Leaving Takoradi, I took a tro-tro to Agona Junction, a traffic circle that has become a small village. From there I needed to find a car to Akwidaa, the fishing village closest to where I was headed. The tro-tro (there is only one that goes to Akwidaa) had left minutes before I arrived. It would be another 2-3 hours before it returned. Once it returned I would have to wait for it to fill up with passengers – another hour or so. A tro-tro does not leave until all seats – including those that are improvised and imaginary – are occupied. In the meantime I sussed out the taxicrab situation. I played a few drivers off each other and then let them fight over the fare. The cash in my pocket had to last me until Abidjan. I had a target price for the crabs and I was either going to pay that amount or wait for the tro-tro. It didn’t really matter. I knew where I was going and I wasn’t pressed to get there. After thirty minutes, I was snatched up by a crab driver who agreed to my price. He would later cite poor road conditions and try to extort more money out of me.
The washed-out, rutted road to Green Turtle Lodge is indeed terrible. The day before, a driver from Elmina, unfamiliar with this road, had his muffler torn off by one of the the road’s many tank trap- worthy craters. When we arrived, however, I knew the journey was worth it.
Palm tree lined beach, sizeable waves, salt sprayed air, no one in sight. The lodge itself is incredible. Started by a British couple and now run almost entirely by an exceptionally friendly staff from the nearby fishing village of Akwidaa, Green Turtle can easily seduce you into a long-term stay. Delicious food, daily happy hours, hammocks, pool table, ping-pong, book swap, interesting, diverse guests. I shared great conversation with German volunteers, an American freelance journalist, a Peace Corps volunteer traveling from Niger (Green Turtle has become the mecca for West Africa Peace Corps volunteers), and an Indian tomato paste tycoon among others.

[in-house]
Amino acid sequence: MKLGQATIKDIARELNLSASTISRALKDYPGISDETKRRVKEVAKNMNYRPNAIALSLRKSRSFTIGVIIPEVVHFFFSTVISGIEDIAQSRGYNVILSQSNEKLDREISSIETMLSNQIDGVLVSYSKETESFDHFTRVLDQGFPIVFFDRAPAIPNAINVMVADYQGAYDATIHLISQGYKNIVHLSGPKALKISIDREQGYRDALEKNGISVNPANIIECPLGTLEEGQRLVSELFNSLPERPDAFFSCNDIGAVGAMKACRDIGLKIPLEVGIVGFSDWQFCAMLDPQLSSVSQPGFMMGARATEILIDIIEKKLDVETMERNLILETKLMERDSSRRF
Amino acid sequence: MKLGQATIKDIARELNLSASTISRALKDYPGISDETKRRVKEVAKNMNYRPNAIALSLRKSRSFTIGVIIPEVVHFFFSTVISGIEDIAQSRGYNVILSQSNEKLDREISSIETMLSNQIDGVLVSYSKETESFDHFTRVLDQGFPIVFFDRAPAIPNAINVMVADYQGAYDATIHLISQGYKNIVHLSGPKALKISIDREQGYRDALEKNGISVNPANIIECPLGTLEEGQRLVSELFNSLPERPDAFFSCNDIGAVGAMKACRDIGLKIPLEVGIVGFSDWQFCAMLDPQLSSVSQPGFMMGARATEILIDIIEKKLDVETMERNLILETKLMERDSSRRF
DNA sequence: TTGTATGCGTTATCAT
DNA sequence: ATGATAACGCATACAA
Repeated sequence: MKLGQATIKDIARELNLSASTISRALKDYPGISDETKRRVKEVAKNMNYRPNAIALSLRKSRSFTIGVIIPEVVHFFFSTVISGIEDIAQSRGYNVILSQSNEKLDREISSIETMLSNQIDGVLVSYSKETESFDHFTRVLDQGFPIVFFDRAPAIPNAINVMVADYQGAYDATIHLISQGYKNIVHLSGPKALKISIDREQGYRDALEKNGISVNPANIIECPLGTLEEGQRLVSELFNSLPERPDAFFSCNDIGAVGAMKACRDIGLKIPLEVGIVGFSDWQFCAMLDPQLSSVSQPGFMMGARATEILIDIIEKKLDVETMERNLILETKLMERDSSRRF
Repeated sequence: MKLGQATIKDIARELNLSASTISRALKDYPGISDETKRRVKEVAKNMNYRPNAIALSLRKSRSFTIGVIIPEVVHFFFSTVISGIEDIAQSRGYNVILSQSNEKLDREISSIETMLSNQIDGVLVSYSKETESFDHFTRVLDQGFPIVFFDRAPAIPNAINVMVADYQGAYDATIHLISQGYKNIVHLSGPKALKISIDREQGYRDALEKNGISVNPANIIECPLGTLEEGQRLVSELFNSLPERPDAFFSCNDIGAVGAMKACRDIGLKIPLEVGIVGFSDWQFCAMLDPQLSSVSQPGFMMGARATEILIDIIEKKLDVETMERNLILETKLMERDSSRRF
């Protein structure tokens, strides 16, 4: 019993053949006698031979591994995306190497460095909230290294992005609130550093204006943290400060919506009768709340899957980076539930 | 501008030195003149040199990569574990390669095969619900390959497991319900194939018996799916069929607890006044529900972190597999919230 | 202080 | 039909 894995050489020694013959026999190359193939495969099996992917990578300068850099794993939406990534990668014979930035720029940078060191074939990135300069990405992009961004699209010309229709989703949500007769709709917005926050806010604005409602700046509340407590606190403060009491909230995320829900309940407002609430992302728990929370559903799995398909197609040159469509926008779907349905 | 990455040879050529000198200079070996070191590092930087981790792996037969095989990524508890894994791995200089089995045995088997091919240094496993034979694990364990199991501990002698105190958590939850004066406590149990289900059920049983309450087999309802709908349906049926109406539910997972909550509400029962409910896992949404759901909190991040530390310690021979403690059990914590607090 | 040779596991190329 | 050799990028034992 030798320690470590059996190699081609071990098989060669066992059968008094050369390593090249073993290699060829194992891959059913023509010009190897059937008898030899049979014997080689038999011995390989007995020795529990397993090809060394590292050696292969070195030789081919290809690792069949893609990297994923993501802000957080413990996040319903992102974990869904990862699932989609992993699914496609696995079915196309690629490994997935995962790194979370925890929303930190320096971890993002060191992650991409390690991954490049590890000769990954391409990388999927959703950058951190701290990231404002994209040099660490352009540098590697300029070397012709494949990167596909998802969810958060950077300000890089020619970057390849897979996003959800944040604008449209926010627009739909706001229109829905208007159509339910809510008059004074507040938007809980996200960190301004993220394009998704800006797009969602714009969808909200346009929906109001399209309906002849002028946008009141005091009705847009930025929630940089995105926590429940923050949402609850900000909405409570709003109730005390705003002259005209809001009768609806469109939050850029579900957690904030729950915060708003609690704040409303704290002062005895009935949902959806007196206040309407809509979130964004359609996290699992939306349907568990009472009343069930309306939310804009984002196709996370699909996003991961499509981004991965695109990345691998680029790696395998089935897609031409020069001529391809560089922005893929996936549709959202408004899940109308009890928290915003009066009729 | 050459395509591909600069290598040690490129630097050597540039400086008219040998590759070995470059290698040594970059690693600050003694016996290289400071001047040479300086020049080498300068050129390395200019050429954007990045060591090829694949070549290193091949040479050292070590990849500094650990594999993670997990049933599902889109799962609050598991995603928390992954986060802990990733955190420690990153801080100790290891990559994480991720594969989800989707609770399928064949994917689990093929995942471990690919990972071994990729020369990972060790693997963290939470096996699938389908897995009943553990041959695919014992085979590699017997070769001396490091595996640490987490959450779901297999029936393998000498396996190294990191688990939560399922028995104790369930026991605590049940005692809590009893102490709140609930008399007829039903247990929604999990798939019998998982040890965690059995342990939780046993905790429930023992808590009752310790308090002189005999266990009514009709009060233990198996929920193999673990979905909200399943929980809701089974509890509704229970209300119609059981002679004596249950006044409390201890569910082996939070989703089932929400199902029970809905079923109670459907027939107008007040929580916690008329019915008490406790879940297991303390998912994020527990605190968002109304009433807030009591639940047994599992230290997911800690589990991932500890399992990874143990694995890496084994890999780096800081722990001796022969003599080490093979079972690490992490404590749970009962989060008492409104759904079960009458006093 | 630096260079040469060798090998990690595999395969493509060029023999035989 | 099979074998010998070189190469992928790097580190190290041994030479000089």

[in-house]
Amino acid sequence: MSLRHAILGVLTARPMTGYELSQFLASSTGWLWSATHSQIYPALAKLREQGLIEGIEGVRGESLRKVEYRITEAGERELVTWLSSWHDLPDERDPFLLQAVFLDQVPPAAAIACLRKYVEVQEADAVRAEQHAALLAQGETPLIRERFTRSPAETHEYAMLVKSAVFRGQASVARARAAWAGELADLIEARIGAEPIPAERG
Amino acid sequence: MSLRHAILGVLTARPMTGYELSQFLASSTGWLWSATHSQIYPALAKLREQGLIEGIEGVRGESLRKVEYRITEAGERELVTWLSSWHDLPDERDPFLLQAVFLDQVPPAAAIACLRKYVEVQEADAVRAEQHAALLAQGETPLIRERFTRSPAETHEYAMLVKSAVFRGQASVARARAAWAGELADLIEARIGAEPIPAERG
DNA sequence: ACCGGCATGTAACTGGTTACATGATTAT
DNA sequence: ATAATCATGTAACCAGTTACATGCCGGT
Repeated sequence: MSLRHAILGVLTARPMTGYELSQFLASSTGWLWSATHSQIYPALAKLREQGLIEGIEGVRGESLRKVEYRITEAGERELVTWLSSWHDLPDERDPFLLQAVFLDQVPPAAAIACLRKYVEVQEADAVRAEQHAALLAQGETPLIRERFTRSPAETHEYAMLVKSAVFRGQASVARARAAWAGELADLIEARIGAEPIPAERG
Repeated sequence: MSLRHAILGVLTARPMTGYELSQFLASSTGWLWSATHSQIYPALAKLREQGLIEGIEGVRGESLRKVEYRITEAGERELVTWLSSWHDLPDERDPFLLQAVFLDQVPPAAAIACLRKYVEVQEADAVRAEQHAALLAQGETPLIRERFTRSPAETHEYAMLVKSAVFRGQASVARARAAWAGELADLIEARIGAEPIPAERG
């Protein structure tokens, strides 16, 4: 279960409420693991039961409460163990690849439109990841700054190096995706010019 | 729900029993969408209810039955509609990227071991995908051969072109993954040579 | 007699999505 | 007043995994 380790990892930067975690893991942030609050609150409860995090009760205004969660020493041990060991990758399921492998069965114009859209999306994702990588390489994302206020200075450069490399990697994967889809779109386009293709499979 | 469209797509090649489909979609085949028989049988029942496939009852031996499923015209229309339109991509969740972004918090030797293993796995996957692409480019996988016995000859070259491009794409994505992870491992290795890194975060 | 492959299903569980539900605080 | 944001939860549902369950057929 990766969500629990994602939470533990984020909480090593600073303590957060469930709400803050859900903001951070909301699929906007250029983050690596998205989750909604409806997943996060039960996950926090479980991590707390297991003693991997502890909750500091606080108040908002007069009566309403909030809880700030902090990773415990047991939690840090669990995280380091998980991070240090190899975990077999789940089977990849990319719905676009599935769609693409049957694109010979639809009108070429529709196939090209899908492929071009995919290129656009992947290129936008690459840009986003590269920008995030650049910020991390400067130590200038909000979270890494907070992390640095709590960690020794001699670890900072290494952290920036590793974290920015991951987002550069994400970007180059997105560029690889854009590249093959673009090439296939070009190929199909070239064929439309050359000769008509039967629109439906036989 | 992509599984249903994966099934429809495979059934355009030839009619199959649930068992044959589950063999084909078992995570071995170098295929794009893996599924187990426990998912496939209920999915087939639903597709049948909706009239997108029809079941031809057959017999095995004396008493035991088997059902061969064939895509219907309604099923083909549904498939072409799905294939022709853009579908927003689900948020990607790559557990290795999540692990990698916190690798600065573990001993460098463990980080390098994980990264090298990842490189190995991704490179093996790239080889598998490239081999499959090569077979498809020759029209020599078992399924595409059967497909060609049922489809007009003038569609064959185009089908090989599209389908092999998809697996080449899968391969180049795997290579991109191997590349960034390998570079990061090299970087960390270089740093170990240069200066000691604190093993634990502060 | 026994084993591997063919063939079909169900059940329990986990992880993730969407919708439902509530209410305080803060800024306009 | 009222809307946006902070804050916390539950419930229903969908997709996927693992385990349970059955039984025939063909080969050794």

The bar has been fashioned from a discarded fishing boat
Large star beers and late night cards, cool breeze, waves in rhythm, new friends
The ping-pong table is not exactly regulation, but who cares? You’re on a beach!
Spicy papaya salad for lunch. Papaya, cabbage, peanuts, green beans, chili, lime. Incredible.
An afternoon storm.
During the day I took three hour walks down the beach. One afternoon I saw no one except for a lone man carrying a bucket and a machete. He approached with a smile and said “you are welcome” – the simple and beautiful greeting you hear throughout Africa. I knew a few words of Ahanta, the local language, and tried using them. He didn’t understand. Twi, Hausa, or Fanti? Not getting through. I tried Ewe as a long-shot. He lost his breath with laughter then told me he was from eastern Ghana, the Volta Region bordering Togo. An Ewe fisherman living in the Western Region. This was unusual. For him, it was presumably unusual to hear a white man speaking Ewe on this deserted stretch of beach between two small fishing villages. Limited by language, we smiled at each other and continued our separate ways.
I could have stayed months at Green Turtle, but my Ghanaian visa was expiring. I was planning to leave Ghana on the last day it was still valid. That day began at 6AM with a plate of eggs and toast and then a shared taxi from Green Turtle to Takoradi. During the car ride I would begin to feel ill.
Next time I will tell you about roadside vomiting, a seedy hotel in Takoradi, crossing the border with an already expired visa, and one of the worst overland journeys I have ever taken.
Briefly, about Abidjan. Things are good. I am staying in a posh hotel with hot water and wireless internet. I was planning on only staying one night (because of the price), but after getting stuck in one of their elevators yesterday, I have been given a free stay through Sunday. Yesterday, I got wonderfully lost walking around the city, met some interesting folks, practiced my French, and ate some good food, but I am going to withhold judgment on Abidjan until I get to know it better.